The Pendora farm team includes (L to R): kneeling, Jesse Boyd, herdsman, and René Portena; standing, John Hunt, D.V.M.; and Ingrid, Rick, Kristen, and Carmen Portena.

“We believe our herd’s reproductive performance has improved with the addition of every week herd health (instead of every other week),” said Rick Portena, who works closely with his veterinarian John Hunt. “We also raised our voluntary waiting period (VWP) to 75 days,” explained general manager Portena who owns and operates Pendora Farms, in Monkton, Ontario, Canada, and became a first-time Platinum winner of the 11th annual Dairy Cattle Reproduction Council’s (DCRC) annual awards competition.

“At the same time, we increased ultrasound checks from 24 to 28 days,” added his wife, Ingrid. “In our heifers, herd health is still every other week,” herdsman Jesse Boyd also shared.

All six of this year’s Platinum winners of the Dairy Cattle Reproduction Council’s awards share additional insight in this Hoard’s Dairyman Intel as well as the Round Table found on pages 679 to 682 of the November issue of Hoard’s Dairyman. This year’s competition drew the second-largest set of nominations to date — 102 — from 15 U.S. states and seven countries found on four continents.

Here are additional responses to the question, “What changes have you recently implemented or might implement in the near future to improve reproduction?”

Holmesville Dairy, Argyle, Wis.: As breeding has been going really well at the farm, we usually have extra heifers to sell as springers. With the lower milk price, this market has not been as good as in years past. Due to this fact, we have been increasing the amount of beef semen used in the cows and are trying to evaluate how much beef semen we want to use in the future.

Rollin’ Green Dairy, Brooklyn, Wis.: In the future, we are implementing modern heifer facilities to conduct pregnancy checks for heifers and have a solid due date if bull-bred. We would like better housing to improve growth rates and maybe lower the age at first calving.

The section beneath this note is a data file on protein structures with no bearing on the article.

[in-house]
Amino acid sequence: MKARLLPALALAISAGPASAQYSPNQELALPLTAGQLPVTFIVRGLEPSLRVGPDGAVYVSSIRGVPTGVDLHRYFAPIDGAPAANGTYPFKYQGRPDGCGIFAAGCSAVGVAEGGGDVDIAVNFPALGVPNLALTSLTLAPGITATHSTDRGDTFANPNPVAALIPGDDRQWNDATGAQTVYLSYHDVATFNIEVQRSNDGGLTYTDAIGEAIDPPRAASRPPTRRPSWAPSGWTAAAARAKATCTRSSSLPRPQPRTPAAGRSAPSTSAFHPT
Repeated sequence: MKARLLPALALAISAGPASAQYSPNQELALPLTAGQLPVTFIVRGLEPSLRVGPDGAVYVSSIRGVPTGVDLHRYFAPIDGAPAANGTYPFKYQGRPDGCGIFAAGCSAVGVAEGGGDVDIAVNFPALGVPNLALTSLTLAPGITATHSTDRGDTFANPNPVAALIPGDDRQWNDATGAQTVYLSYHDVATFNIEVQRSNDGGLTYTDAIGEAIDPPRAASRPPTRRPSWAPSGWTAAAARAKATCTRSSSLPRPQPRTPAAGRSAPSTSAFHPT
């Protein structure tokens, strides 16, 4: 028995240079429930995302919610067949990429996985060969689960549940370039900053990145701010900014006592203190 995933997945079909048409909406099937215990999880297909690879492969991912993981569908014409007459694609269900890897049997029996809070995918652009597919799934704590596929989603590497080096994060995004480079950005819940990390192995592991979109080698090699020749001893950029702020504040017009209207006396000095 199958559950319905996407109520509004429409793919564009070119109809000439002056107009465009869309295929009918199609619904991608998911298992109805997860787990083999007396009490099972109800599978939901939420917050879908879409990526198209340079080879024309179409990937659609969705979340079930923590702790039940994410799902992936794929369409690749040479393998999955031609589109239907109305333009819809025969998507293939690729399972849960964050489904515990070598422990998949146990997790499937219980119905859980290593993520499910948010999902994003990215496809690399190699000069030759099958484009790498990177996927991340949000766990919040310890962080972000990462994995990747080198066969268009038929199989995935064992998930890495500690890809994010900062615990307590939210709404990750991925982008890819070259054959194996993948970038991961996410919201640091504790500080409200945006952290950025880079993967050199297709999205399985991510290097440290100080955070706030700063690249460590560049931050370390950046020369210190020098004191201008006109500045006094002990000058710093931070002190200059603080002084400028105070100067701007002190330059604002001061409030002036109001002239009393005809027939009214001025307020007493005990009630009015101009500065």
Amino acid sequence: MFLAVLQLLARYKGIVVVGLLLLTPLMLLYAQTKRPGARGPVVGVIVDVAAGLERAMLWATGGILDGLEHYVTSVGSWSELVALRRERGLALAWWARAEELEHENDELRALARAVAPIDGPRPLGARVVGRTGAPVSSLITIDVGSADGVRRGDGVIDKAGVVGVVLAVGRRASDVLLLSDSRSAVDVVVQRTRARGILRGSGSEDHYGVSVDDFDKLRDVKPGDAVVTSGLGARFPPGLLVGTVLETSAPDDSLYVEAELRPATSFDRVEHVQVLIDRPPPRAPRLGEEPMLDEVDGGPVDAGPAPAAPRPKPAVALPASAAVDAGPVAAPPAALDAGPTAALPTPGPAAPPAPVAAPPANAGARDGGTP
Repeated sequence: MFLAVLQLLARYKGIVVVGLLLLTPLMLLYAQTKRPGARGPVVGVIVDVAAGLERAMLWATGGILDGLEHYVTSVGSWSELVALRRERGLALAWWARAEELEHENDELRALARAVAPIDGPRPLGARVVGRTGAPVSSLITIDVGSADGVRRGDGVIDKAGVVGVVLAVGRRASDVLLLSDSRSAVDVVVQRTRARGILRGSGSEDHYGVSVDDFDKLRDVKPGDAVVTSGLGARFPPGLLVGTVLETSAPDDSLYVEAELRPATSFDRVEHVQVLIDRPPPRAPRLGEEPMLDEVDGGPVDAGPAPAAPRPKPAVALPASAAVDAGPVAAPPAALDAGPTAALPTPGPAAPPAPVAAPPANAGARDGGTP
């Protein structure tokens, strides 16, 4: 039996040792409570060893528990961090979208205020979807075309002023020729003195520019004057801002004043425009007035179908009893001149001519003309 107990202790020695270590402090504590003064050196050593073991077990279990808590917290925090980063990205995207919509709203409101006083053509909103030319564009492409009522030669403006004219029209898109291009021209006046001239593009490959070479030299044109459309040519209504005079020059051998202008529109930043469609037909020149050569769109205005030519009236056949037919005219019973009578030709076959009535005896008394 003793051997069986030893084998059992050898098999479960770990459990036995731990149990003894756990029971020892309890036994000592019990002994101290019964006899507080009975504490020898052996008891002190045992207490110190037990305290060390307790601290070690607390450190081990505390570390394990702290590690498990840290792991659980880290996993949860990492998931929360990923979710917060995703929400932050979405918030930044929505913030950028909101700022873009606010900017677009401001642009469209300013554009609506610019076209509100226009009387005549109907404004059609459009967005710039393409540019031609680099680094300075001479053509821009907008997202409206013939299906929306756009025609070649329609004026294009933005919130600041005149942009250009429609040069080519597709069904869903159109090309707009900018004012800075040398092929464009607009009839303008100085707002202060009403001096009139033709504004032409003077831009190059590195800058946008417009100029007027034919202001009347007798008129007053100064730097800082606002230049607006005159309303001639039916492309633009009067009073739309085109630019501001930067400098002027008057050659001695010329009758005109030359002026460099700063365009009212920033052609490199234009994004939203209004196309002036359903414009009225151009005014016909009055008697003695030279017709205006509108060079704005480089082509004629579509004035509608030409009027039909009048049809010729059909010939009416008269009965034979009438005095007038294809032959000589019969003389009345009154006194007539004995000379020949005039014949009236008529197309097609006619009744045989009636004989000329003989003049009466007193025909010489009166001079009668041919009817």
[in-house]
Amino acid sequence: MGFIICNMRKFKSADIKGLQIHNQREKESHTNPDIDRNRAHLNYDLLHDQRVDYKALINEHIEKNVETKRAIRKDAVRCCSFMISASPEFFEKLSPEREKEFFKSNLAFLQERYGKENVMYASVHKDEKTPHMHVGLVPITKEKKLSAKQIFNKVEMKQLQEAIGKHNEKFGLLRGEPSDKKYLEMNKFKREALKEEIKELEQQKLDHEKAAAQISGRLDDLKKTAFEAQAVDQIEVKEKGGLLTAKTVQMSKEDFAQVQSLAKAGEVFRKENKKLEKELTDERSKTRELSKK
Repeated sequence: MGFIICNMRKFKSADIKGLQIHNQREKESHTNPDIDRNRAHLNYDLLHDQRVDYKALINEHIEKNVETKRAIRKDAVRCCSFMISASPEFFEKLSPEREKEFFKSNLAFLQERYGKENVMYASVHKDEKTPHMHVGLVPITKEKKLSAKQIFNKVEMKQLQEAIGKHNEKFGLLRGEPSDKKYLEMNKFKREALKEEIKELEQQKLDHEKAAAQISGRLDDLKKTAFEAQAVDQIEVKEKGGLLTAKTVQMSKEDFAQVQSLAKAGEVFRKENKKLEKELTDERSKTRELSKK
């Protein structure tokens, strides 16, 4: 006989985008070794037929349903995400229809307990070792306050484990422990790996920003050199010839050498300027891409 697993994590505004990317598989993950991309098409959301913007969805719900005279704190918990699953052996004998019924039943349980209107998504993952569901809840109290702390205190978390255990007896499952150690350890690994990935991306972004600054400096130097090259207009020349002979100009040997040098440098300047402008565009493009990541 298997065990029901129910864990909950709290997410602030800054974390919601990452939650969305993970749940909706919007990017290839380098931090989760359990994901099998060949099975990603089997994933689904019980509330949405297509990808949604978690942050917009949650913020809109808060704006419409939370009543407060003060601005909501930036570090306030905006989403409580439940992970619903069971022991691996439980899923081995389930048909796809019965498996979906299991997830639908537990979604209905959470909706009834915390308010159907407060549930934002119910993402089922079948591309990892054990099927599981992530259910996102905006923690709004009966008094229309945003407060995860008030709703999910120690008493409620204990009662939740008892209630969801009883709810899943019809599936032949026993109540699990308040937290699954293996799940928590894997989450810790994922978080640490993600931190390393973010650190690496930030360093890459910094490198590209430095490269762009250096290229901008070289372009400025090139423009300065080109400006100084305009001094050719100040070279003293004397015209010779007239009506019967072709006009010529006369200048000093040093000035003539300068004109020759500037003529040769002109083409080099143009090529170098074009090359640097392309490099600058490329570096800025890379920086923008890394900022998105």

At some point, it would be beneficial to have some sort of heat detection software for the heifers to aid in heat detection. The heat detection in the milking herd is pretty solid and collars just aren’t feasible, but there is definitely room for improvement for heat detection in the heifers.

Schilling Farms, Darlington, Wis.: Two things we changed after attending the DCRC meeting and listening to University of Wisconsin’s Paul Fricke included:

  1. Raising our first dose of GnRH in our ovsynch protocol from 2 cc to 4 cc.
  2. Adding an additional shot of 5 cc Lutalyse 24 hours after our first shot of Lutalyse in our ovsynch protocol.

As our herd production level has continued to climb and our stocking density has followed suit, we feel those two aforementioned changes have helped us maintain and possibly improve our conception rates. We also have seen positive improvements from raising our VWP.

Another technology we have used since 2011 is genomic data on our cattle. We have created a custom index for our herd including both production, longevity, and reproduction. We use this as a tool to cull the bottom 15 percent of our heifers at 3 months of age. This has helped alleviate overcrowding in our heifer pens, as well as enhance the genomic value of our cattle for reproduction.

Over the last decade, after selecting bulls for production, an emphasis has been put on using bulls with high daughter pregnancy rates (DPR) as well as sire conception rate. This has resulted in improved genomic values for reproduction in the herd. We feel with the use of genomic data, along with the proper environment, we have seen improvements in our conception and pregnancy rates in our herd.

As our reproduction has improved, we have utilized the Genex Calf Math system to optimize the number of heifer calves being born on the farm. Through this analysis, we have increased the amount of beef semen being used and also tried more targeted sexed semen on our younger animals that are higher on genomic test results.

We have also been considering the implementation of an activity monitoring system to help with fresh cow health monitoring and heat detection.

Seidl’s Mountain View Dairy, Luxemburg, Wis.: This June, we switched from presynch to the double ovsynch program to reduce the number of cows we have with twins. So far this year, after the first 32 cows on the program checked pregnant, conception is 68 percent. It looks promising.

Victory Farms, Milbank, S.D.: We are not implementing anything new at this time.

This Hoard’s Dairyman Intel article is part of a seven-part series detailing top reproduction tips from the Platinum winning herds for the 11th annual Dairy Cattle Reproduction Council awards competition.

Click below to view previous reports from this DCRC series:

He checks for heats morning, noon, and night

Our presynch protocol sets the stage

We closely track our results

Breeding cows has become a friendly competition

One feeder helps keeps rations consistent

Breeding codes help track performance

To comment, email your remarks to intel@hoards.com.
(c) Hoard's Dairyman Intel 2018
December 17, 2018
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